5.9 NR, Chair of the Audit and Risk Committee, confirmed that he was content with the process of escalation and the offer to the Board on where the decision should rest. He also commented that with a SoD in place and working well, the Board always had the option to reverse delegation levels, and that in the current circumstances he saw no reason why this process needed to be changed. He had confidence that contentious cases would be brought to the Board’s attention as was happening here.
5.10 JH and DHi, both commented that if the decision was being taken within the policy framework then the analysis takes you to the same point that the Executive had reached. Their view was that the decision should be left with the Executive and if they were minded to grant a licence then that decision should be supported.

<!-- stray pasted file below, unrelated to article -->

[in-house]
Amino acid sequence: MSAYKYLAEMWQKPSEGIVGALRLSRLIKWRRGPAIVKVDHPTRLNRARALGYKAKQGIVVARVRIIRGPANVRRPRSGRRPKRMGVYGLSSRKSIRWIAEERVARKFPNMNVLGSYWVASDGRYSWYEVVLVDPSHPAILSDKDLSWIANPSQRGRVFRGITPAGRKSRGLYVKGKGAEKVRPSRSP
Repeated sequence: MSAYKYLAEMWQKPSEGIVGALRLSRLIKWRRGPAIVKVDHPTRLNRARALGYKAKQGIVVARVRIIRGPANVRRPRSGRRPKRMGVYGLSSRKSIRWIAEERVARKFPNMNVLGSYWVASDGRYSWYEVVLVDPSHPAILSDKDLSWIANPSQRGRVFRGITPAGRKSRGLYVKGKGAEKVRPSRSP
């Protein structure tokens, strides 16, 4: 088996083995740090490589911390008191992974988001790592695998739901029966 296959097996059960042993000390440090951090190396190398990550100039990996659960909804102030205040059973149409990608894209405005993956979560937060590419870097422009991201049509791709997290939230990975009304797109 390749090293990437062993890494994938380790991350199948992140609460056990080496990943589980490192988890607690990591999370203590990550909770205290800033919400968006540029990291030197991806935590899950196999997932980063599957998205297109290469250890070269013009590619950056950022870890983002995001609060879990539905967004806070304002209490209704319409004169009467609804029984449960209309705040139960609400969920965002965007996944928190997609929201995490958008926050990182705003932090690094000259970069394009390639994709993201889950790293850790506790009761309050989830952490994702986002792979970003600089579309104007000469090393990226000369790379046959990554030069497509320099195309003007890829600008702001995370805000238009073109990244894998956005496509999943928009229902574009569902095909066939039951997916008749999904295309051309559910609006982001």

5.11 DMac also commented on the fact that if the decision was being taken within the policy framework and on the basis of the CVO advice the Board could only reach the same decision making it pointless to rescind the delegation. AW advised that in fact it was possible to construct an argument for any one of the three options that he had outlined at the beginning of the meeting and as part of that analysis you had to balance the risk of perturbation against the disease control benefits.
5.12 CG-H’s view was that all decisions relating to Btb licensing should be taken by the Board. AWil stated that he agreed with CG-H that the decision should be a Board one, but believed it was not feasible to take a sound decision on it at this teleconference.
5.13 In terms of follow up action the Chair and NR (in his capacity as ARC Chair) agreed to discuss ways of providing further clarity over the SoD and a process for bringing contentious issues to the Board.